On Lent and Springtime.

It seems like lately the world is full of uncertainty.
Right now, things are ever-changing even more than normal.
The enemy is running wild right now.

In my little piece of the world, like many ends of the earth, we were experiencing the waves and trembling of Covid-19:
Stores low on supplies.
Schools closed.
Businesses temporarily closed.
Carry-out and delivery only.
Sidewalks vacant of people.
Working remotely when able.
Churches streaming online exclusively.
Daily press briefings.
Quarantines.
Numbers of cases climbing each day across the TV screen.
Social distancing.
Everyone a little on edge.

In addition to the fear, panic, sickness, death, and so much else that Covid-19 brings; we are also currently experiencing flooding. Roads are closed, trees are down, streams are overflowing from their banks and pastures are waterlogged. A series of strong storms have been rolling through daily. Weather alerts and heavy winds. Snow.

 

And yet, I can’t help to shake two things from my mind.
Two things, that are sadly very easy to ignore in this ‘new normal’.

1 – It’s Lent
2 – It’s Springtime

Let’s take a moment to focus on Lent.
For those who may not know, Lent is defined by Miriam Webster as:

“the 40 weekdays from Ash Wednesday to Easter observed by the Roman Catholic, Eastern, and some Protestant churches as a period of penitence and fasting”

Less formally, Lent is a time to give up things that we love, things that take our focus away from our Creator in order to refocus our devotion. Growing up, Lent was always a time of recalibration for me. It was more than just giving up soda for 40 days and not eating meat on Friday’s. It still is.

It is not lost on me that during a time designed to fast and repent we are being pulled in so many different directions. In a time meant to bring us closer to our Creator; a time meant to focus on the gravity of the Easter story, we are tempted to focus on fear. A time that while scary, is also a prime vantage point to lean in – really lean in. The things that have been stripped away leave time for focusing in. Time once spent in busyness can be filled with family, nature, Scripture, prayer, and intentionality.

Don’t let the troubles of this world take away from preparing your heart for Holy Week. Remind yourself of the days Jesus walked through before the cross, what He took on for us in His death, and may we never forget His defeat of eternal death in His resurrection. We, when we are in Him, have the promise of eternal life.

Today is the first day of Spring.
A season of new life, of growth. And yet this year this season feels like a loss of life as it typically is this time of year.  This morning when I took our pup out for her walk the sunrise painted itself along the side of our house. The birds were still singing. The flowers were still blooming as they always do this time of year. Matthew 6 (25-34) has been rolling through my head.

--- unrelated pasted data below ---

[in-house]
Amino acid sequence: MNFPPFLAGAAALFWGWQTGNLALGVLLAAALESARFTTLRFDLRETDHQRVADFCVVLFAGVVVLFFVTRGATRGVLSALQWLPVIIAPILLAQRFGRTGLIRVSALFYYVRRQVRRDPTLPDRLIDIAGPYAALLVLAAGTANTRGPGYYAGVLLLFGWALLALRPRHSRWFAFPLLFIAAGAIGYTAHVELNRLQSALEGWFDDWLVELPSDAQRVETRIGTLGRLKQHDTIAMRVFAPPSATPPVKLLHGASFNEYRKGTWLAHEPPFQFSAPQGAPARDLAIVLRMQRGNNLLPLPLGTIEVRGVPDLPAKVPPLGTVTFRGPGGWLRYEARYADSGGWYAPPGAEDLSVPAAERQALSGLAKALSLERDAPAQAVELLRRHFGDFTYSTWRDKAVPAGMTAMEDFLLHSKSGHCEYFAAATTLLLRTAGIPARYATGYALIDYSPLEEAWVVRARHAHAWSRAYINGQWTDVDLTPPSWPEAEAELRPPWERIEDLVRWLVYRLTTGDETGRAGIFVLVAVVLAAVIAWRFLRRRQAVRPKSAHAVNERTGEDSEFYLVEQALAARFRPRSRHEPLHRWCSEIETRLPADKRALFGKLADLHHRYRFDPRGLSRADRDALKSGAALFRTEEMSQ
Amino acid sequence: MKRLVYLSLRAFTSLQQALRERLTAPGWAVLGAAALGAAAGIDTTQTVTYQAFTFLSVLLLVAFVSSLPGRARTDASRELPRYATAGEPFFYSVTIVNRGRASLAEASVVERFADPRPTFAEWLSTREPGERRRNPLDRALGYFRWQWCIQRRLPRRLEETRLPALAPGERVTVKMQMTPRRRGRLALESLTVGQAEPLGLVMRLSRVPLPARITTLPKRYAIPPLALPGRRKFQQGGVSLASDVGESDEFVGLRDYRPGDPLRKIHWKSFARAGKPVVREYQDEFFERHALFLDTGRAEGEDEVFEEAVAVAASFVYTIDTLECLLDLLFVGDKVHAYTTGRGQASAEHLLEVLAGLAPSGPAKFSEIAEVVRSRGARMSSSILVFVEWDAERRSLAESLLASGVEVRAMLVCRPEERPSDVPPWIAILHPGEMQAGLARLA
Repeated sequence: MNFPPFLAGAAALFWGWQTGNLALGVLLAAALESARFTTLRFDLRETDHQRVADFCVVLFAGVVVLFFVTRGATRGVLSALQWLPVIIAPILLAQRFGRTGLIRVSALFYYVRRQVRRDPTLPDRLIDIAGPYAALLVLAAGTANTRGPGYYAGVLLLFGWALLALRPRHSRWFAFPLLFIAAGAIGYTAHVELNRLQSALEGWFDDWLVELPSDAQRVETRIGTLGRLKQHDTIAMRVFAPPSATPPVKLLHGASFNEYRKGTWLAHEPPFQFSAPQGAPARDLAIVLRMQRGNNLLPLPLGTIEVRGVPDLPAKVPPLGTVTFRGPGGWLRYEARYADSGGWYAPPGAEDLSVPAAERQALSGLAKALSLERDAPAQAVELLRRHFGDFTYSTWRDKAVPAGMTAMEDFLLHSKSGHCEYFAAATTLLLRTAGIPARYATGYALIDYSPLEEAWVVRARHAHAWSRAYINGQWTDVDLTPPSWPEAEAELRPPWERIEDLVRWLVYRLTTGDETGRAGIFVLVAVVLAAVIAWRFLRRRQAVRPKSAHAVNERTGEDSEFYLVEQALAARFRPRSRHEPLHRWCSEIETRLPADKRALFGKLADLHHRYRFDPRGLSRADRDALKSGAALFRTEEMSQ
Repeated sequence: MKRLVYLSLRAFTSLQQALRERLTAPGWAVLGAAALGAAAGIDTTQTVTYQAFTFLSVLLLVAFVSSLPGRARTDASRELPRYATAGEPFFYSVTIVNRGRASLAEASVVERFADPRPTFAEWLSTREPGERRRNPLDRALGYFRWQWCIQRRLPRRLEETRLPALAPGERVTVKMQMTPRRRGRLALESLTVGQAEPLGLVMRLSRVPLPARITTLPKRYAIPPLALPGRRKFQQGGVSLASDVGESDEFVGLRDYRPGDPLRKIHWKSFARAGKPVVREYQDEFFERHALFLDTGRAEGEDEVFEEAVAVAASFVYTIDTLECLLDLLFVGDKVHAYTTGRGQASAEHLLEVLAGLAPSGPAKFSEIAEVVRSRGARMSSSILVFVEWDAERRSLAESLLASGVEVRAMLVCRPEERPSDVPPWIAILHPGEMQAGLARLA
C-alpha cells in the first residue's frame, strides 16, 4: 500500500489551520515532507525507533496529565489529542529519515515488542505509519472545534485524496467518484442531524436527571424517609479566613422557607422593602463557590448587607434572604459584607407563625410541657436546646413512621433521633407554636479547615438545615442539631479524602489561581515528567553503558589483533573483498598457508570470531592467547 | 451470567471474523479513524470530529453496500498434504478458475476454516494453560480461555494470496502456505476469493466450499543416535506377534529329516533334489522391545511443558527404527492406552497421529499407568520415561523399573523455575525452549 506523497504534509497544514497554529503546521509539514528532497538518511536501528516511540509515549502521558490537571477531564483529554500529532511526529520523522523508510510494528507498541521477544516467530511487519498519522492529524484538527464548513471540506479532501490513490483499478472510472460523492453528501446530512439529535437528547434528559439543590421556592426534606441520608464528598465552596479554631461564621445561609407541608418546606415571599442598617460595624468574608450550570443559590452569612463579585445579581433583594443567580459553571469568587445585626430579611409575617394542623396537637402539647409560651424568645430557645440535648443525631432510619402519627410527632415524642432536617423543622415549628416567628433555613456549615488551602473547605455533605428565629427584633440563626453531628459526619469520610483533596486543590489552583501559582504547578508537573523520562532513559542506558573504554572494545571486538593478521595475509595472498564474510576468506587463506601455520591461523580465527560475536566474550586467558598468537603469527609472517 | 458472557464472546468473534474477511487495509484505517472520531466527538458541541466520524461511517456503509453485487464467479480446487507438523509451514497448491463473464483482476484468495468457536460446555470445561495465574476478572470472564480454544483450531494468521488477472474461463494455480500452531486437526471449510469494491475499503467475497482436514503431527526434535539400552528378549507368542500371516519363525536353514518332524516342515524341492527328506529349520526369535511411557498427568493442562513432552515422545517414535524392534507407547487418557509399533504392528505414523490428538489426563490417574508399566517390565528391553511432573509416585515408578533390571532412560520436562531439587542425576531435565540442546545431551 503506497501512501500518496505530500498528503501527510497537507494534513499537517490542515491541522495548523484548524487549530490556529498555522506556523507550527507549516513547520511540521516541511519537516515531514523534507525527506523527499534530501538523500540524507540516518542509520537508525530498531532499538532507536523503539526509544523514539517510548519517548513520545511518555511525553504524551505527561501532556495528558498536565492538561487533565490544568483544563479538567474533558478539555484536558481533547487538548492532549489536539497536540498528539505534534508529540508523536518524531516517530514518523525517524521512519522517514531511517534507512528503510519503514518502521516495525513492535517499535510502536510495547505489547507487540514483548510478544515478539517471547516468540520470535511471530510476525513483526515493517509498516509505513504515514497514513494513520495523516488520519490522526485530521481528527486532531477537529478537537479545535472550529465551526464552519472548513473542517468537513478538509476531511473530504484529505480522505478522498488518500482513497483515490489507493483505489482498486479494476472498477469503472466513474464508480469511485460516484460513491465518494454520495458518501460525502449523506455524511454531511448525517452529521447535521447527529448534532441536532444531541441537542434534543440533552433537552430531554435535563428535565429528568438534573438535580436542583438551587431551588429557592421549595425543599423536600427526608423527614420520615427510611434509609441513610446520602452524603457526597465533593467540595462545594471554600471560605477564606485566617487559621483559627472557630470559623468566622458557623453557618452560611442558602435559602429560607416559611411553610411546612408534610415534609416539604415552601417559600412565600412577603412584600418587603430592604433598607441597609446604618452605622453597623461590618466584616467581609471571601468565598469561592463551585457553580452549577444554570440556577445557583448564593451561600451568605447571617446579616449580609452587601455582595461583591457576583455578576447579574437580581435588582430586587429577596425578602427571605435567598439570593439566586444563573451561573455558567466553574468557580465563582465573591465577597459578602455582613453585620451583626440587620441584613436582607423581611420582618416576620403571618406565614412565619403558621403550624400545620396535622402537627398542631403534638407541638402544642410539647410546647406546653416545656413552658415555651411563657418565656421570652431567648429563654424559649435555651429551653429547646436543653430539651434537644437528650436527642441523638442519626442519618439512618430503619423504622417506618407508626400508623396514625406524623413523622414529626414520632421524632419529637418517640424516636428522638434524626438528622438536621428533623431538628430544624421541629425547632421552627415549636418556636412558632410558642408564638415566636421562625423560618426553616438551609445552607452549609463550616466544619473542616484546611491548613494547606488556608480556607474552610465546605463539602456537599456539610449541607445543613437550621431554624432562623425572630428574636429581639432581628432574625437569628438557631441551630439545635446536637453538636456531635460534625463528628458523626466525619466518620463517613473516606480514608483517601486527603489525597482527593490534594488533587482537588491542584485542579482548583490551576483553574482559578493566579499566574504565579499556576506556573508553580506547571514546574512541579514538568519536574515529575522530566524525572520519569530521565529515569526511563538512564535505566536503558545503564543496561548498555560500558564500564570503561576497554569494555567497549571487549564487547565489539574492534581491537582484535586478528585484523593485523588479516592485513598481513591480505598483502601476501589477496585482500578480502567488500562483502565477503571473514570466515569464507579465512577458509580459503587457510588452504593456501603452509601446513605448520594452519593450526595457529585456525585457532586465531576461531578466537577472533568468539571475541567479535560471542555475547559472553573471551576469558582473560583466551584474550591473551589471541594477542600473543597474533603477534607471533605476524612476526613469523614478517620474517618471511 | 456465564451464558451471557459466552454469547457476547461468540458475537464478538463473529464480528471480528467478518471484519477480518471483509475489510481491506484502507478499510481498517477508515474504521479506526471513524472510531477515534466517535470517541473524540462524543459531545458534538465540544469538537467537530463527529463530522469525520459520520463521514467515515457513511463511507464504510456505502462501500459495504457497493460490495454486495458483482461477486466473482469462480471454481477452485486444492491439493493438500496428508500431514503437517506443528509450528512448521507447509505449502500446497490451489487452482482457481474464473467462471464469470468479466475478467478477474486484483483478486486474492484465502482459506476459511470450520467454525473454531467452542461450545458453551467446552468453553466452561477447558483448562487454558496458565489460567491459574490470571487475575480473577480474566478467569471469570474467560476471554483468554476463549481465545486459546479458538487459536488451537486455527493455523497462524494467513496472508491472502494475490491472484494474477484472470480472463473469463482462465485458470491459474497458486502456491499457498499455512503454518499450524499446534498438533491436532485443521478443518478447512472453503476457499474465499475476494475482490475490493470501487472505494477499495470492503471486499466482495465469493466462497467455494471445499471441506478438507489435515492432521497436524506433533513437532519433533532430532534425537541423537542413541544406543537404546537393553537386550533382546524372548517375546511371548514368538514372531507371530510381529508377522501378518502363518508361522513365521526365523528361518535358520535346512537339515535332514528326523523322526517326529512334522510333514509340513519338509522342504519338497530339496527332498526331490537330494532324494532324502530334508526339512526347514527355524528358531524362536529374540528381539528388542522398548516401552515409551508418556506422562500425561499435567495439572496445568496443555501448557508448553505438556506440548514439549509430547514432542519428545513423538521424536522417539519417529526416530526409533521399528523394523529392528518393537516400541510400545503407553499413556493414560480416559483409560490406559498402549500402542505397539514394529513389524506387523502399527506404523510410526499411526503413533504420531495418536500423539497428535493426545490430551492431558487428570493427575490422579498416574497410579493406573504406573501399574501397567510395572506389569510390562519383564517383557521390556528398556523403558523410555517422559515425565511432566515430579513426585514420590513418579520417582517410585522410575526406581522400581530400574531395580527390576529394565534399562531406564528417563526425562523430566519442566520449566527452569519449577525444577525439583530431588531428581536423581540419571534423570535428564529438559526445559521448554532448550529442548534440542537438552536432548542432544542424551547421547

“Look at the birds. They don’t plant or harvest or store food in barns, for your heavenly Father feeds them. Aren’t you far more valuable to him than they are? Can all your worries add a single moment of your life?… Look at the lilies of the field and how they grow. They don’t work or make their clothing,  yet Solomon in all his glory was not dressed as beautifully as they are. And if God cares so wonderfully for wildflowers that are here today and thrown into the fire tomorrow, he will certainly care for you. Why do you have so little faith?” Matthew 6:26-27, 29-30

Can all your worries add a single moment of your life?
The answer is no.
Worrying simply steals from the present.
Worrying takes away my ability to plan clearly.

It then goes on to say:

 “So don’t worry about these things, saying, ‘What will we eat? What will we drink? What will we wear?’ These things dominate the thoughts of unbelievers, but your heavenly Father already knows all your needs.  Seek the Kingdom of God above all else, and live righteously, and he will give you everything you need. So don’t worry about tomorrow, for tomorrow will bring its own worries. Today’s trouble is enough for today.

 

This is not to say that there’s not a lot that is tempting to worry about.
There is a lot to worry about.
Money.
Jobs.
Family.
Food.
Health.
Security.
However, God is bigger than all of those things.
His plan and purpose is bigger.
As my husband has said, (in more eloquent words than I have) we’ve been fighting an invisible enemy for a very long time, in this instance, there’s just more people talking about it, experiencing it.

Which is why friends, I emplore you, do not let the chaos and confusion of these strange times we are living in lead you to forget whose you are.

This virus is attacking our bodies but it cannot attack the soul (unless we let it). The enemy and all he uses can be overwhelming, but the end of the story has already been written.

 
This world is uncertain but God is not.
The world brings fear but God’s perfect love casts out fear.
Things may seem hopeless but God brings hope.
Be kind to one another. Be compassionate. Help each other out.
Check on your neighbor, really love them.
Learn the scriptures, communicate with your Creator.

 
May we use this time to become less dependent on our material possessions and structure and more dependent on the One who holds it all.

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